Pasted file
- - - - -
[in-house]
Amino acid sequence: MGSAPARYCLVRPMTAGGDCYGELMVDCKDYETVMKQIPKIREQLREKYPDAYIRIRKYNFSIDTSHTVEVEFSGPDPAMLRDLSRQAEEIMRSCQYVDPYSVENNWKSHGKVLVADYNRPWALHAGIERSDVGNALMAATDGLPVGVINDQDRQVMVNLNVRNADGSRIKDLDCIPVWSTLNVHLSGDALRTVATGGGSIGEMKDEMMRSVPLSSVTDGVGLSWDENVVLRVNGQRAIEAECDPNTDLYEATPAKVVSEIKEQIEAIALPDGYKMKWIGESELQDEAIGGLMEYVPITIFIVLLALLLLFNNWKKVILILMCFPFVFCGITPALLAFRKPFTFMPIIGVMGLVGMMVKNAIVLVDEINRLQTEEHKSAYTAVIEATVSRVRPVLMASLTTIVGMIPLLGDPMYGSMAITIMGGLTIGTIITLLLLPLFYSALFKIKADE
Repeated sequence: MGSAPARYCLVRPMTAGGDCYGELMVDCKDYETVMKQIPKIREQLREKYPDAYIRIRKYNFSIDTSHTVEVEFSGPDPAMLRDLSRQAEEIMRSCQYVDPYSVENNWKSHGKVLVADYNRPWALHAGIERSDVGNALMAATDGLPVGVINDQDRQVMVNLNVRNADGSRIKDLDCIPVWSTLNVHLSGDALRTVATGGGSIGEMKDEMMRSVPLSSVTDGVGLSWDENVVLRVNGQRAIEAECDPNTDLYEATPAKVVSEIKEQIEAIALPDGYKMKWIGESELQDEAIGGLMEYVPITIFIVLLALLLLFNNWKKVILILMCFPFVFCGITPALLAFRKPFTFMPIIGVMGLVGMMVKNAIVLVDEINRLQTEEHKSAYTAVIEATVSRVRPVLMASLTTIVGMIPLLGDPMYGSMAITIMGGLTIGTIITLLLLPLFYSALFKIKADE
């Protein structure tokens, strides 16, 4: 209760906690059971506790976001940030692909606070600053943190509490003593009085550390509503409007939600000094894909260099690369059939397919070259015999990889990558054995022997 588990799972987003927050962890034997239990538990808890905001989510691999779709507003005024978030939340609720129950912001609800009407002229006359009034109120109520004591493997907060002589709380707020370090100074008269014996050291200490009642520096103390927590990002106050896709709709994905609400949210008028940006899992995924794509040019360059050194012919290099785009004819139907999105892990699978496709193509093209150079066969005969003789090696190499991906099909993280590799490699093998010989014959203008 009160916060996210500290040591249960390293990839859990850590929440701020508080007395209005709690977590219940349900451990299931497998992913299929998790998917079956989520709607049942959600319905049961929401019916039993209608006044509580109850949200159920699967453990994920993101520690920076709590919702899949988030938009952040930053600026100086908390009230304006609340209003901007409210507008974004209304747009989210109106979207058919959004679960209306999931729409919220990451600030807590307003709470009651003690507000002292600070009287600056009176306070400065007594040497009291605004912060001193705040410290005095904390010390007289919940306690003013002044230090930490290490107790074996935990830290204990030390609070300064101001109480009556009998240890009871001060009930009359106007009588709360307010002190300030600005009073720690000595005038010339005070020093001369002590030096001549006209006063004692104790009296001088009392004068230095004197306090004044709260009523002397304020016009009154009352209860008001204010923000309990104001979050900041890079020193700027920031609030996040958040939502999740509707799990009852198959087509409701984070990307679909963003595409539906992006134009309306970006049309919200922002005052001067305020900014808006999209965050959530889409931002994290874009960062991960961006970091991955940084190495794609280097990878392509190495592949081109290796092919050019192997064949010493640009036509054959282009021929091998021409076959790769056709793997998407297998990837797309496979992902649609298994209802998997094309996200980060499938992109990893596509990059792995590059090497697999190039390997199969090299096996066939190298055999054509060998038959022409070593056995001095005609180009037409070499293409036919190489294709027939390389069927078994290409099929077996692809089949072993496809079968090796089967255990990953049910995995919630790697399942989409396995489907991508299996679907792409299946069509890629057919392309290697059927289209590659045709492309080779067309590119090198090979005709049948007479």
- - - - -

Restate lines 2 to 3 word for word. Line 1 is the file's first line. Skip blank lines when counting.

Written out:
Amino acid sequence: MGSAPARYCLVRPMTAGGDCYGELMVDCKDYETVMKQIPKIREQLREKYPDAYIRIRKYNFSIDTSHTVEVEFSGPDPAMLRDLSRQAEEIMRSCQYVDPYSVENNWKSHGKVLVADYNRPWALHAGIERSDVGNALMAATDGLPVGVINDQDRQVMVNLNVRNADGSRIKDLDCIPVWSTLNVHLSGDALRTVATGGGSIGEMKDEMMRSVPLSSVTDGVGLSWDENVVLRVNGQRAIEAECDPNTDLYEATPAKVVSEIKEQIEAIALPDGYKMKWIGESELQDEAIGGLMEYVPITIFIVLLALLLLFNNWKKVILILMCFPFVFCGITPALLAFRKPFTFMPIIGVMGLVGMMVKNAIVLVDEINRLQTEEHKSAYTAVIEATVSRVRPVLMASLTTIVGMIPLLGDPMYGSMAITIMGGLTIGTIITLLLLPLFYSALFKIKADE
Repeated sequence: MGSAPARYCLVRPMTAGGDCYGELMVDCKDYETVMKQIPKIREQLREKYPDAYIRIRKYNFSIDTSHTVEVEFSGPDPAMLRDLSRQAEEIMRSCQYVDPYSVENNWKSHGKVLVADYNRPWALHAGIERSDVGNALMAATDGLPVGVINDQDRQVMVNLNVRNADGSRIKDLDCIPVWSTLNVHLSGDALRTVATGGGSIGEMKDEMMRSVPLSSVTDGVGLSWDENVVLRVNGQRAIEAECDPNTDLYEATPAKVVSEIKEQIEAIALPDGYKMKWIGESELQDEAIGGLMEYVPITIFIVLLALLLLFNNWKKVILILMCFPFVFCGITPALLAFRKPFTFMPIIGVMGLVGMMVKNAIVLVDEINRLQTEEHKSAYTAVIEATVSRVRPVLMASLTTIVGMIPLLGDPMYGSMAITIMGGLTIGTIITLLLLPLFYSALFKIKADE